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Sinkhole collapses part of Corvette Museum
Written by Associated Press   
Wednesday, 12 February 2014 13:31

BOWLING GREEN, Ky. (AP) — A sinkhole collapsed part of the National Corvette Museum in Kentucky on Wednesday, damaging eight cars but not shutting down the building.

Museum spokeswoman Katie Frassinelli said six of the cars were owned by the museum and two — a 1993 ZR-1 Spyder and a 2009 ZR1 Blue Devil — were on loan from General Motors.

Bowling Green city spokeswoman Kim Lancaster said the hole opened up at about 5:40 a.m. CST Wednesday, setting off an alarm and a call to the fire department. Frassinelli said no one was in the museum at the time.

The hole is in part of the domed section of the museum, and that area will remain closed. That's an original part of the facility for which was completed in 1994. The fire department estimated the hole is about 40 feet across and 25 to 30 feet deep. Pictures of the sinkhole show a collapsed section of floor with multiple cars visible inside the hole. A few feet away, other Corvettes sit undamaged and undisturbed.

Frassinelli said the rest of the museum was open Wednesday.

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Three killed when ambulance careens off Texas roadway
Written by Associated Press   
Wednesday, 12 February 2014 13:26

SAN ANGELO, Texas (AP) — Three people have been killed and one is injured after an ambulance careened off a slick West Texas roadway and caught fire.

The Sterling City ambulance was transporting 45-year-old Jose Cruz Gurrola early Tuesday to a San Angelo hospital.

The Texas Department of Public Safety said Wednesday that icy conditions caused the ambulance to lose control, veer off the road near Carlsbad, then flip upside down before catching fire.

Gurrola died at the scene along with 43-year-old Anacleto Gonzalez Gurrola, who was accompanying his brother to the hospital. Also killed was 52-year-old paramedic Raymond Bernard Allison. The ambulance driver, 45-year-old Joann Adamiak Moore, was taken to a hospital for treatment of "incapacitating injuries." There was no listing for her at Shannon Medical Center in San Angelo on Wednesday.


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Two killed, two hurt by avalanche in eastern Oregon
Written by GOSIA WOZNIACKA, Associated Press   
Wednesday, 12 February 2014 07:16

PORTLAND, Ore. (AP) — Two backcountry skiers were killed and two others were seriously injured when an avalanche in eastern Oregon's Wallowa Mountains hit a party of eight, officials said.

The deaths mean at least 12 people have died in avalanches nationally this season, including six since Sunday.

Low clouds and poor visibility grounded a rescue effort for the injured skiers late Tuesday night, Baker County Undersheriff Warren Thompson said. Two medics were with the man and woman.

Four unhurt skiers were being brought out by snowcat, a large tracked vehicle that can maneuver on snow, Thompson said.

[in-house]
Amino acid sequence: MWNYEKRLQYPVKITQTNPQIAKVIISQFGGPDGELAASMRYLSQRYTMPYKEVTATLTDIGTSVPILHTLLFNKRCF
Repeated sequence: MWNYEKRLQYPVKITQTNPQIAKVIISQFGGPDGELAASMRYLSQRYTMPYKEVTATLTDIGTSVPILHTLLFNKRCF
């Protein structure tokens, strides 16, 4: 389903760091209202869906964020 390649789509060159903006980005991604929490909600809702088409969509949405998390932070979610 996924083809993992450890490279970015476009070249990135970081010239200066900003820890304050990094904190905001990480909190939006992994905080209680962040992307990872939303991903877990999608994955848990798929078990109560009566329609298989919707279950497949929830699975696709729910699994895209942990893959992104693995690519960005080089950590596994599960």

The snowcat was unable to reach the injured skiers because of the incline of the slope they were on, the undersheriff said. The injured woman suffered two broken legs and a shoulder injury while the man had a broken thigh bone, Thompson said.

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Stroke risk tied to cold, humidity, weather swings
Written by MARILYNN MARCHIONE, AP Chief Medical Writer   
Wednesday, 12 February 2014 13:24

There may be a link between weather and the risk of suffering a stroke, say researchers who analyzed climate trends and hospital records on millions of Americans.

Cold weather, high humidity and big daily temperature swings seem to land more people in the hospital with strokes. As it got warmer, risk fell — 3 percent for every 5 degrees, the study found.

"Maybe some of these meteorological factors serve as a trigger," said Judith Lichtman, a Yale University stroke researcher who led the study. With global climate change and extreme weather like this week's freak storm in the South, "this could be increasingly important," she said.

Lichtman and colleagues from Harvard and Duke universities gave results of their study Wednesday at the American Heart Association's International Stroke Conference in San Diego. It is the largest and most detailed research on this issue.

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Bedrock GOP principle dropped in debt ceiling vote
Written by JIM KUHNHENN, Associated Press   
Wednesday, 12 February 2014 07:11

WASHINGTON (AP) — It was once the backbone of the House Republican majority — the hard-line stand that brought President Barack Obama to the negotiating table and yielded more than $2 trillion in deficit reduction.

On Tuesday, it abruptly vanished, the victim of Republican disunity and a president determined not to bargain again.

During the summer budget negotiations in 2011, House Speaker John Boehner had insisted that any increase in the nation's borrowing limit be matched dollar for dollar with spending cuts. It became the "Boehner Rule," a mantra of fiscal discipline. And while it didn't always live up to its tit-for-tat formula, it helped drive budget talks and kept deficit reduction at the fore of the Republican agenda.

But there are limits to Republican power, and on Tuesday inevitability finally caught up to the speaker.

Boehner let Congress vote on a measure to extend the nation's borrowing authority for 13 months without any spending conditions — a "clean bill" that was an unequivocal victory for Obama. It passed 221-201, with only 28 Republican votes. The Senate still has to approve the extension, but that's considered a mere formality in the Democratic-controlled chamber.

Boehner's retreat hardly came as a surprise.

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